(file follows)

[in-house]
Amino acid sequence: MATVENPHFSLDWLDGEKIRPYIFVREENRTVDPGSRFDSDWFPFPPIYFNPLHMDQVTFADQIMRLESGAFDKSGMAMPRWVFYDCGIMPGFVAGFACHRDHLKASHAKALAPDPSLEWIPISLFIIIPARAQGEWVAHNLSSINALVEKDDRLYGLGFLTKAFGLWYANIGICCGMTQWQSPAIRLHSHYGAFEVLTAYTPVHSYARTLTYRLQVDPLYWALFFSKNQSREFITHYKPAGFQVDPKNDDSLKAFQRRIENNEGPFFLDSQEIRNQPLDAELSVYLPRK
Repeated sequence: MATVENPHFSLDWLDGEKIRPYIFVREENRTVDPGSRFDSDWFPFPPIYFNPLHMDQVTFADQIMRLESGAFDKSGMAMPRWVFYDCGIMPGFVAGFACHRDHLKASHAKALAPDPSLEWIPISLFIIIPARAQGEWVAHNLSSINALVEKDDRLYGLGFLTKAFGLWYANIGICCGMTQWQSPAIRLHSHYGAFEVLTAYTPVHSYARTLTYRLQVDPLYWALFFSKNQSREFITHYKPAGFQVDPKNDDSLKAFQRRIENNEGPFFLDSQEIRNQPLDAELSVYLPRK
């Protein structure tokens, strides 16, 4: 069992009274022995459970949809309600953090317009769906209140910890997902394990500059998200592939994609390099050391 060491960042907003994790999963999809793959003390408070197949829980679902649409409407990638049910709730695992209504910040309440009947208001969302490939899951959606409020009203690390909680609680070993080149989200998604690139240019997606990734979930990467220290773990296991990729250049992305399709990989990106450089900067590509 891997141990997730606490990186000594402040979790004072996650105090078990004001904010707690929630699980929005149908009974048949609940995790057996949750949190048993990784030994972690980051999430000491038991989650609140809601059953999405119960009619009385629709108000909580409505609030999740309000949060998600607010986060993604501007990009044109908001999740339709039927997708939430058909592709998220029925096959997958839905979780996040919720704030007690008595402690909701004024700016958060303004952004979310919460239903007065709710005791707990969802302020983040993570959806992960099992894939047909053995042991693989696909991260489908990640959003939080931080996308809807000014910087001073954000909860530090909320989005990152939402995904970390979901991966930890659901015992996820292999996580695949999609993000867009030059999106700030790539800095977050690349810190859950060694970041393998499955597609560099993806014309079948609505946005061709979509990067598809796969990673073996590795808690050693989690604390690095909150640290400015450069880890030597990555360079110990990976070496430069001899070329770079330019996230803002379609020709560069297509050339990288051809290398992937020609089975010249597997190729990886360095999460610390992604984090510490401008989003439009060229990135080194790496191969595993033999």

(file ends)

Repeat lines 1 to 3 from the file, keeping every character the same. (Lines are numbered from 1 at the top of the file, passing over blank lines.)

[in-house]
Amino acid sequence: MATVENPHFSLDWLDGEKIRPYIFVREENRTVDPGSRFDSDWFPFPPIYFNPLHMDQVTFADQIMRLESGAFDKSGMAMPRWVFYDCGIMPGFVAGFACHRDHLKASHAKALAPDPSLEWIPISLFIIIPARAQGEWVAHNLSSINALVEKDDRLYGLGFLTKAFGLWYANIGICCGMTQWQSPAIRLHSHYGAFEVLTAYTPVHSYARTLTYRLQVDPLYWALFFSKNQSREFITHYKPAGFQVDPKNDDSLKAFQRRIENNEGPFFLDSQEIRNQPLDAELSVYLPRK
Repeated sequence: MATVENPHFSLDWLDGEKIRPYIFVREENRTVDPGSRFDSDWFPFPPIYFNPLHMDQVTFADQIMRLESGAFDKSGMAMPRWVFYDCGIMPGFVAGFACHRDHLKASHAKALAPDPSLEWIPISLFIIIPARAQGEWVAHNLSSINALVEKDDRLYGLGFLTKAFGLWYANIGICCGMTQWQSPAIRLHSHYGAFEVLTAYTPVHSYARTLTYRLQVDPLYWALFFSKNQSREFITHYKPAGFQVDPKNDDSLKAFQRRIENNEGPFFLDSQEIRNQPLDAELSVYLPRK